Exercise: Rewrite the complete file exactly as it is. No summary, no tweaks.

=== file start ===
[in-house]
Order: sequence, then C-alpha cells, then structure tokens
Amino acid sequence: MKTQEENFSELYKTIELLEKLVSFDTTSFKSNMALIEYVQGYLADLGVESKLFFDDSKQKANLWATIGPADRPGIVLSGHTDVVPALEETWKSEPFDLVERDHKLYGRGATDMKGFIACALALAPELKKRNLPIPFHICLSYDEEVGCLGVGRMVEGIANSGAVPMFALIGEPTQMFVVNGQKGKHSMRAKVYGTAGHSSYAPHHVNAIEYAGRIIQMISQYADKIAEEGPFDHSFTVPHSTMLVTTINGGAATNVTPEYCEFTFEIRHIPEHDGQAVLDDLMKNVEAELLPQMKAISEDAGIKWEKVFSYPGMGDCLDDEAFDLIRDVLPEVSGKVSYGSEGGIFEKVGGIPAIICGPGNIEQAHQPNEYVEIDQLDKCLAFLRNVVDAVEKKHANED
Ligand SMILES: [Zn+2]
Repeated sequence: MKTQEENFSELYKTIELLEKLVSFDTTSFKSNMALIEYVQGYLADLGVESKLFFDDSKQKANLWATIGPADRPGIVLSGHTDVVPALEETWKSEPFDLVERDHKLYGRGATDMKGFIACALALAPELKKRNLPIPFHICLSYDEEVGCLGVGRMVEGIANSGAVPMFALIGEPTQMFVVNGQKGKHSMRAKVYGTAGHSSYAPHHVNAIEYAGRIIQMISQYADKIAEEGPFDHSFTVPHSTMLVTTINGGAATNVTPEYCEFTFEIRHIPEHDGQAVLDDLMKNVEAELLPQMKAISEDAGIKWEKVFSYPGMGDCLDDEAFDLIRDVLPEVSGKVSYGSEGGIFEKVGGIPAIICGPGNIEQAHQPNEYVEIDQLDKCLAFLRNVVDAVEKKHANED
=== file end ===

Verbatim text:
[in-house]
Order: sequence, then C-alpha cells, then structure tokens
Amino acid sequence: MKTQEENFSELYKTIELLEKLVSFDTTSFKSNMALIEYVQGYLADLGVESKLFFDDSKQKANLWATIGPADRPGIVLSGHTDVVPALEETWKSEPFDLVERDHKLYGRGATDMKGFIACALALAPELKKRNLPIPFHICLSYDEEVGCLGVGRMVEGIANSGAVPMFALIGEPTQMFVVNGQKGKHSMRAKVYGTAGHSSYAPHHVNAIEYAGRIIQMISQYADKIAEEGPFDHSFTVPHSTMLVTTINGGAATNVTPEYCEFTFEIRHIPEHDGQAVLDDLMKNVEAELLPQMKAISEDAGIKWEKVFSYPGMGDCLDDEAFDLIRDVLPEVSGKVSYGSEGGIFEKVGGIPAIICGPGNIEQAHQPNEYVEIDQLDKCLAFLRNVVDAVEKKHANED
Ligand SMILES: [Zn+2]
Repeated sequence: MKTQEENFSELYKTIELLEKLVSFDTTSFKSNMALIEYVQGYLADLGVESKLFFDDSKQKANLWATIGPADRPGIVLSGHTDVVPALEETWKSEPFDLVERDHKLYGRGATDMKGFIACALALAPELKKRNLPIPFHICLSYDEEVGCLGVGRMVEGIANSGAVPMFALIGEPTQMFVVNGQKGKHSMRAKVYGTAGHSSYAPHHVNAIEYAGRIIQMISQYADKIAEEGPFDHSFTVPHSTMLVTTINGGAATNVTPEYCEFTFEIRHIPEHDGQAVLDDLMKNVEAELLPQMKAISEDAGIKWEKVFSYPGMGDCLDDEAFDLIRDVLPEVSGKVSYGSEGGIFEKVGGIPAIICGPGNIEQAHQPNEYVEIDQLDKCLAFLRNVVDAVEKKHANED